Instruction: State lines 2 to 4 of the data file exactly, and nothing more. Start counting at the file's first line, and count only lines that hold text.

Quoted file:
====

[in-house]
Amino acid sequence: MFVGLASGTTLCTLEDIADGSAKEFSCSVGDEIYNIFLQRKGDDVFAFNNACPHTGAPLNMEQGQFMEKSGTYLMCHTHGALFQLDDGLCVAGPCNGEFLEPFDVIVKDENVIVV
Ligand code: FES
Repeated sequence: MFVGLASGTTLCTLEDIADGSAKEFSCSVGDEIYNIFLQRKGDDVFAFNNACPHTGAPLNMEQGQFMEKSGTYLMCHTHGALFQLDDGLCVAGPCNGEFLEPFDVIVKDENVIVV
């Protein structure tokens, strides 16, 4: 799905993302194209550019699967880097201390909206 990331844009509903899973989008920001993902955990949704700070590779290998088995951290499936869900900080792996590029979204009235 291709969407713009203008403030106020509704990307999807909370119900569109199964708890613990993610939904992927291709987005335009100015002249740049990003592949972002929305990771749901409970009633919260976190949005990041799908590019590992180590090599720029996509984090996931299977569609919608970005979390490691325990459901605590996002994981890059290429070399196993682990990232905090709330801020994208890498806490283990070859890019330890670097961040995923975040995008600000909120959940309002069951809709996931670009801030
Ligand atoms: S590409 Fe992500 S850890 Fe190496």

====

Amino acid sequence: MFVGLASGTTLCTLEDIADGSAKEFSCSVGDEIYNIFLQRKGDDVFAFNNACPHTGAPLNMEQGQFMEKSGTYLMCHTHGALFQLDDGLCVAGPCNGEFLEPFDVIVKDENVIVV
Ligand code: FES
Repeated sequence: MFVGLASGTTLCTLEDIADGSAKEFSCSVGDEIYNIFLQRKGDDVFAFNNACPHTGAPLNMEQGQFMEKSGTYLMCHTHGALFQLDDGLCVAGPCNGEFLEPFDVIVKDENVIVV